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WSU/Pend Oreille Extension introduced the Sense of Place series in 1999, with a focus on place-based stewardship education. Since 2001, a partnership with the Kalispel Tribe of Indians Natural Resources Department (KNRD) has supported this newsletter and allowed us to expand class offerings through EPA funding. Further staff support comes through Renewable Resources Extension Act (RREA). Many thanks to our partners and to you, our readers, for your continued enthusiasm for "digging" into the natural history and culture of this part of the world.

Pend Oreille County Water Trail Group Forming

From traditional sturgeon-nosed Kalispel canoes to steam-powered paddleboats and on to modern kayaks and fishing rigs, the Pend Oreille River remains a central travel corridor in our county.
This winter, a group is gathering to recognize and celebrate this function of the river by developing a “water trail.”
A water trail can be defined as a stretch of river, lake or shoreline that has been mapped out with the intent of creating an educational, scenic or challenging experience for recreational boaters. The goal is to collect and make available information about access points and campgrounds, natural features, wildlife, cultural assets and other attractions, including businesses catering to water trail users.

As well as serving as a form of economic development, water trail groups have a mission of environmental stewardship. They are composed of citizens who actively care for the landscape and educate others about ways to cherish it. Water trails
promote minimum-impact practices and a code of ethics that includes responsible use and enjoyment of the out-of-doors. Trail users are educated to be good caretakers, respecting the shoreline vegetation, wildlife habitat and water quality.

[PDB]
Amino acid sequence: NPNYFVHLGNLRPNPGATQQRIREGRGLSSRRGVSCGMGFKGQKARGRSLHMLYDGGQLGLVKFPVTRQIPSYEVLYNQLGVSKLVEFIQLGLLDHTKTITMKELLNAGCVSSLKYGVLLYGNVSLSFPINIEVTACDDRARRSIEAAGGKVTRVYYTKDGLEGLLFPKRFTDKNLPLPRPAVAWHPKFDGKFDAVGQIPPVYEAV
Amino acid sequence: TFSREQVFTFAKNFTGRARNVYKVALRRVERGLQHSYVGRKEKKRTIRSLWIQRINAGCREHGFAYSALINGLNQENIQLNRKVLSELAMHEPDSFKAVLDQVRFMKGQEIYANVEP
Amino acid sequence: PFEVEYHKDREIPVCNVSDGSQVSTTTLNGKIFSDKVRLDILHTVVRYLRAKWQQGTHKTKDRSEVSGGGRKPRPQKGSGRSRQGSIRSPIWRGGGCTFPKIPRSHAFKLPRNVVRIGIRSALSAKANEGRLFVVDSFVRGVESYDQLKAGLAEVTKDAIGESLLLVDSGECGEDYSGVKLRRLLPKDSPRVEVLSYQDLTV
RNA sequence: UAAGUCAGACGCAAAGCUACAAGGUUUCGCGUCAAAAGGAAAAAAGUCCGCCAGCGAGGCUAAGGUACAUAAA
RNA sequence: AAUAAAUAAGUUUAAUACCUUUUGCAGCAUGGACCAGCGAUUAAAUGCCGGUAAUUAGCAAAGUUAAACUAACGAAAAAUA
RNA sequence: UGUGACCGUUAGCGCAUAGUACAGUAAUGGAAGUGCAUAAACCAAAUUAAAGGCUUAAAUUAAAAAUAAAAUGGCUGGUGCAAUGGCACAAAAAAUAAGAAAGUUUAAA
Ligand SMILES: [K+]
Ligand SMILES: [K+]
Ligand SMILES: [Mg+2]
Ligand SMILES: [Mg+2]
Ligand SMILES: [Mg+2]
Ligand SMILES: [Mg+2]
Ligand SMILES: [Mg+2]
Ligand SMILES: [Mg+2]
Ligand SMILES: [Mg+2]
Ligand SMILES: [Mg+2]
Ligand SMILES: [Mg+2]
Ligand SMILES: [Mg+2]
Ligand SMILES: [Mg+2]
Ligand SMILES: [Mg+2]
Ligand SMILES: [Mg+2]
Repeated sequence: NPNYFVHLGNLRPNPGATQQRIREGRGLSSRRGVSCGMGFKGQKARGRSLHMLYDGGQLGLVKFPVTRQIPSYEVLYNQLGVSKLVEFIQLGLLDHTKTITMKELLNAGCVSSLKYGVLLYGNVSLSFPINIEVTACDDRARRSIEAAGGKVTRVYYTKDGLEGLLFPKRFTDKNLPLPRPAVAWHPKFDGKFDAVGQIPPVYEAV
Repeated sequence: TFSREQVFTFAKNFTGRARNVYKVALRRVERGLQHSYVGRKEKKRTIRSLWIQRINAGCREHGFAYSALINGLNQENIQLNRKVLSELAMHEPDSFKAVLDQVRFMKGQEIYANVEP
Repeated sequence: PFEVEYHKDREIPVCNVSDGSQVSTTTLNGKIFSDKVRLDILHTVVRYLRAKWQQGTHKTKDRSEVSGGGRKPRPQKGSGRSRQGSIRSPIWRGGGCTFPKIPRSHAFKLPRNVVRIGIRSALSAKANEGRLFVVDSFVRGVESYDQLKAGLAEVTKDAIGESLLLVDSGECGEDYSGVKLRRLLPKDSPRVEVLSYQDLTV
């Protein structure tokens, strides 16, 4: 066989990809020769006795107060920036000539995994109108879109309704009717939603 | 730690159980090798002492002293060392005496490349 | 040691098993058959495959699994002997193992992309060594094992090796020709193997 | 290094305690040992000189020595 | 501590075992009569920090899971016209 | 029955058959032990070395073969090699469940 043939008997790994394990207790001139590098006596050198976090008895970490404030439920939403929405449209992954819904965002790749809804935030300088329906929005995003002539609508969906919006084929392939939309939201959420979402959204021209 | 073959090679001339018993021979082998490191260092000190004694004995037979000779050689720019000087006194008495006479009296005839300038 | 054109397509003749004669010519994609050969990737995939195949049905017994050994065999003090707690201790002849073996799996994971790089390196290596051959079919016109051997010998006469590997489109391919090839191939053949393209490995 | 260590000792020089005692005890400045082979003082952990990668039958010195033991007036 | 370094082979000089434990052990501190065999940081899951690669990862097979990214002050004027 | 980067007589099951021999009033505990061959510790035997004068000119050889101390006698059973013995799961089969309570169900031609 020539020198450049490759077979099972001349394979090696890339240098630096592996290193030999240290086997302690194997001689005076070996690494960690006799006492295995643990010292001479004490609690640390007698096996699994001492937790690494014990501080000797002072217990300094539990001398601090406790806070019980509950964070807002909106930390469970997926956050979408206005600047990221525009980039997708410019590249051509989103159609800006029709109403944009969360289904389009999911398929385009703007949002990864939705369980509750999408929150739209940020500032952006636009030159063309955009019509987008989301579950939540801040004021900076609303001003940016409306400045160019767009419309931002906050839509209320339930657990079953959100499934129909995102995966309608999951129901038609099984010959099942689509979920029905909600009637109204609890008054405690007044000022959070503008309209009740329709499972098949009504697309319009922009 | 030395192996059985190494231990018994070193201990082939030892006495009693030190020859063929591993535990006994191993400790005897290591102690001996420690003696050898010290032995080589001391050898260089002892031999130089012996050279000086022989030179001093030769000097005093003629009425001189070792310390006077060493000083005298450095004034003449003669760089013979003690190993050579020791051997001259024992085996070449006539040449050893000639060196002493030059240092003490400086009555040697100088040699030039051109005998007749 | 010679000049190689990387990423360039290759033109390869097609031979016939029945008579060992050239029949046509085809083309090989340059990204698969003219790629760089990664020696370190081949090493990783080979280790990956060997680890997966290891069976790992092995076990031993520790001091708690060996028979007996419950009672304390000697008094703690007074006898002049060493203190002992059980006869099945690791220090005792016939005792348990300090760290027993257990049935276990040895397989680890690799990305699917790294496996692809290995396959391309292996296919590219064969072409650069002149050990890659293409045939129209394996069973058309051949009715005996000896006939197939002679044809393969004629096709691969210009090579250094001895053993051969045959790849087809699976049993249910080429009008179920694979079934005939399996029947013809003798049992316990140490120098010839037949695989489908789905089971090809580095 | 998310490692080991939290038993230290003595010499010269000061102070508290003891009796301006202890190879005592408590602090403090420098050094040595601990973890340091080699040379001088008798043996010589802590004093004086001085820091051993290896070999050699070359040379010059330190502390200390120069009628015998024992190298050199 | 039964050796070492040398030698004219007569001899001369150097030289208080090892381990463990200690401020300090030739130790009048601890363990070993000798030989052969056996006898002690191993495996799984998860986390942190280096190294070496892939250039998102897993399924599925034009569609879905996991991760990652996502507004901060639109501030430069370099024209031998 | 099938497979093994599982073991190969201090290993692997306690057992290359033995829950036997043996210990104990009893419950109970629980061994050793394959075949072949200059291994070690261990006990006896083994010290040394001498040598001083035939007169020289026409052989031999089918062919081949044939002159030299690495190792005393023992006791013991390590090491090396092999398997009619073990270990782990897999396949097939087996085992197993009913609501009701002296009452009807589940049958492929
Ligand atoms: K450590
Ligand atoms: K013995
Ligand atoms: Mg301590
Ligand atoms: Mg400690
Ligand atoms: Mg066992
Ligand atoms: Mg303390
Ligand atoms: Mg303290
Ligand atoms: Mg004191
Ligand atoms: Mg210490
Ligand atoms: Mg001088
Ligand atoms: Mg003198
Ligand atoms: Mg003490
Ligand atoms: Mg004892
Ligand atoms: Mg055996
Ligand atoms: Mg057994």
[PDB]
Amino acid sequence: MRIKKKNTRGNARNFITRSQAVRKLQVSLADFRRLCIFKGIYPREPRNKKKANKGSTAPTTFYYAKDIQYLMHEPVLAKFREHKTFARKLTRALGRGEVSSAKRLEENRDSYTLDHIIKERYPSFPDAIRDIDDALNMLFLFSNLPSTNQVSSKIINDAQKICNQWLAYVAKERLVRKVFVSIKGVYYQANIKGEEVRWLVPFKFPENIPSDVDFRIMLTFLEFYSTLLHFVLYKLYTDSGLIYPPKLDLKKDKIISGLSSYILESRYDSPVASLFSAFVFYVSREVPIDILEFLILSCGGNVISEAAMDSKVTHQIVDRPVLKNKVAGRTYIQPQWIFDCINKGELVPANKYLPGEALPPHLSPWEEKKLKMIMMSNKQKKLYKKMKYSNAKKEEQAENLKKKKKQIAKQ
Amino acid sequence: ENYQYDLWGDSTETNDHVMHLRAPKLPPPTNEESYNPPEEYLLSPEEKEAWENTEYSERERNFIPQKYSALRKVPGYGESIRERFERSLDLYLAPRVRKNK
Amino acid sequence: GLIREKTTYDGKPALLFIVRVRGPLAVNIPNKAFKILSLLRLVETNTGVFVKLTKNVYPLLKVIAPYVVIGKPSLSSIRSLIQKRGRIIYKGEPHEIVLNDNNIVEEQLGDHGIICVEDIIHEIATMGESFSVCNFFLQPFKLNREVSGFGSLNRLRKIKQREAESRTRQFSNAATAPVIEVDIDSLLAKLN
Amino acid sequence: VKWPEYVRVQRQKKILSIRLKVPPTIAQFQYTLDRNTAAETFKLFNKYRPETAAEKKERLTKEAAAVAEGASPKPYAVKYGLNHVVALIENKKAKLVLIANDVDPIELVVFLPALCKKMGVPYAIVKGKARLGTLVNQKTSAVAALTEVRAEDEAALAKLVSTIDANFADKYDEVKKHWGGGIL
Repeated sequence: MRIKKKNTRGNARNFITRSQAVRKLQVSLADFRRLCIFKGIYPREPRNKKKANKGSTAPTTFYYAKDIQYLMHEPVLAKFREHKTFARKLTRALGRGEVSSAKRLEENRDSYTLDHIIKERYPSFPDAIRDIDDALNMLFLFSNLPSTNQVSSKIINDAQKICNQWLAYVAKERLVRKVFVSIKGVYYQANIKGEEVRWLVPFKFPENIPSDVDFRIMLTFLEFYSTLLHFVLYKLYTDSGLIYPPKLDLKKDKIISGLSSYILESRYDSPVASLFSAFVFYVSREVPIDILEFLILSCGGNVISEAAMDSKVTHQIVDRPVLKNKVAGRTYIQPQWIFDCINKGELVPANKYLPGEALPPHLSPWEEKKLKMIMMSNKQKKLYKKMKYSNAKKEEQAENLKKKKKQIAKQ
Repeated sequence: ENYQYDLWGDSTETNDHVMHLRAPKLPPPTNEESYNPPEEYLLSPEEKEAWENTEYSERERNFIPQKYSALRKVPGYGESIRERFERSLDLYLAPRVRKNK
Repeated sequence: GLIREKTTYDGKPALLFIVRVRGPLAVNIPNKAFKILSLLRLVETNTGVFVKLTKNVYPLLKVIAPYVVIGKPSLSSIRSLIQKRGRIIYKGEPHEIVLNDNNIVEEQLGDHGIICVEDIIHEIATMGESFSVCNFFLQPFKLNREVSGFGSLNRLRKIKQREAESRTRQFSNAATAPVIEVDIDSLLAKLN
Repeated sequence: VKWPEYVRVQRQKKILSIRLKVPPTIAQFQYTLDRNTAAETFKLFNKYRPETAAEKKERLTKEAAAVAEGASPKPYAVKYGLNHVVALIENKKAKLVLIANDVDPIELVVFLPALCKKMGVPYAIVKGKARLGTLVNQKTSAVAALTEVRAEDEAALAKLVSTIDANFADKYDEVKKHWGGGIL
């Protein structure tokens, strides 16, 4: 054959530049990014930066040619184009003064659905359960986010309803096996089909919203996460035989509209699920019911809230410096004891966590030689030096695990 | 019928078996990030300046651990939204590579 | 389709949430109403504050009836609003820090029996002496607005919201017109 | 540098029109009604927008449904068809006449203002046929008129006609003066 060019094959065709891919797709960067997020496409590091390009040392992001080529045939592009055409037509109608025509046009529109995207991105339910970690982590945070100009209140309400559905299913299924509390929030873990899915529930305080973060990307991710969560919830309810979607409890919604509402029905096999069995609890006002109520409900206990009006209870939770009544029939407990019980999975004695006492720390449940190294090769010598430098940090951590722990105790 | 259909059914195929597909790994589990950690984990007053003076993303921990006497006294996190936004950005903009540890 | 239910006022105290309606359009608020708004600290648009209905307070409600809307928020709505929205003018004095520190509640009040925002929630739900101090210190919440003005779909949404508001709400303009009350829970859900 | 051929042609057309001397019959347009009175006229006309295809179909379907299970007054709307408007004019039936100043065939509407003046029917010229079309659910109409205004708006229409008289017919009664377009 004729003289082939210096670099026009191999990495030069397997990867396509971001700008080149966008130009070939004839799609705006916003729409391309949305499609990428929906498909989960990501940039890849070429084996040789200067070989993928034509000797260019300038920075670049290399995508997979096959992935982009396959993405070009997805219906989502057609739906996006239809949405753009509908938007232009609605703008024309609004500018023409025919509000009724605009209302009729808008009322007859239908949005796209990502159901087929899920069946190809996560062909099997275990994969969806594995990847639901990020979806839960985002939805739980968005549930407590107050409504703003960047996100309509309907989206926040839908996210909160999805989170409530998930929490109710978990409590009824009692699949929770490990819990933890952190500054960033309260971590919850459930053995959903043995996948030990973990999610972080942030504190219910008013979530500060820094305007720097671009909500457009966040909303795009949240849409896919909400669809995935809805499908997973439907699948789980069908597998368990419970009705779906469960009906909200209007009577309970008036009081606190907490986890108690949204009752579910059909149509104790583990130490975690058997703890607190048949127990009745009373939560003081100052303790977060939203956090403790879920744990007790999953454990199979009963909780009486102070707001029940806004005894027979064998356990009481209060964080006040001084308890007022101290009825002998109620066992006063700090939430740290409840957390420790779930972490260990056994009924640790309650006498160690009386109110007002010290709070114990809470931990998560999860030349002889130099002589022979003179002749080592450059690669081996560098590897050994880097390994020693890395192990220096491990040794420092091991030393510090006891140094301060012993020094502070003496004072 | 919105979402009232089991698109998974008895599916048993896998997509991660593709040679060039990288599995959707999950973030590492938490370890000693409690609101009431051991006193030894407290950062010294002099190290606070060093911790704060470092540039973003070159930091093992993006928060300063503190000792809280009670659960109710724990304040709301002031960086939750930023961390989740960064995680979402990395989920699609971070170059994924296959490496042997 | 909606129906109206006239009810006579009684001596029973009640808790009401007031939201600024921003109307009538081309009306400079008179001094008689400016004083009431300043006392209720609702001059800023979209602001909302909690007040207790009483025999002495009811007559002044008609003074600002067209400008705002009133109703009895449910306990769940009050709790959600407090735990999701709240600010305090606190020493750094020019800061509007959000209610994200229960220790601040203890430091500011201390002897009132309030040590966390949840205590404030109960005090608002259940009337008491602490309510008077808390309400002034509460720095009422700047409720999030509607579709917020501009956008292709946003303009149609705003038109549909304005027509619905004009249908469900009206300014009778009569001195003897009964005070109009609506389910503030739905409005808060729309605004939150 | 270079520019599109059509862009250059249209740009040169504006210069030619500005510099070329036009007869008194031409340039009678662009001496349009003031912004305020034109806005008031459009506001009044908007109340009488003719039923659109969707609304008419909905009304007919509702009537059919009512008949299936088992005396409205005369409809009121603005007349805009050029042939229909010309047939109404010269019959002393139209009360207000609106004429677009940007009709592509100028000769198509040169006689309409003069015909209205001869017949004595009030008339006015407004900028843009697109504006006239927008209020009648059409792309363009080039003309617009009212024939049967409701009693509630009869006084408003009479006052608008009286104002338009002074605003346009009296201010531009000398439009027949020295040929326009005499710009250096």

Who should be involved in planning a water trail? Boaters, hunters and fishers, summer camps and other outdoor organizations. Private property
owners, lake and river associations, tribal, state and local governments, electric utilities and
industry. Local businesses including boat rentals, sporting equipment stores, restaurants, convenience stores, hotels, motels, bed and breakfasts; museums, arts and culture
centers...and anyone else who is enthusiastic about water.

Our first step will be to inventory existing assets and attractions and then brainstorm ideas for future site development and publications. Interesting in being part of this effort? Contact Carol Mack cmack@wsu.edu or 447-2401 to become involved, or to receive
information by email.

Pend Oreille County “Mud Map” to be Distributed Soon

“Mud Map” is an Australian term for a crude map orienting a new-comer to a community.

It was common practice in the outback to draw a map in the mud showing visitors where to find water, shelter, food, residents, etc. Since it rains only during one time of the year in much of Australia, these maps would remain for a long time. The term became part of the vernacular referring to a map introducing a new-comer to a remote area. You can go to any visitor center in Australia (and nearly every community has one) and ask for a mud map. They will know exactly what you are asking for.

Mud maps created for Stevens County were apparently a great hit. Now Pend Oreille County will join the ranks thanks to a Title II grant from the Forest Service. Map Metrics is presently wrapping up the project and will have the “mud maps” available in the spring. Pads of 100 maps each (11”x17’’ format) will be distributed throughout the county. Information for a variety of interests will be included. And they will be free.

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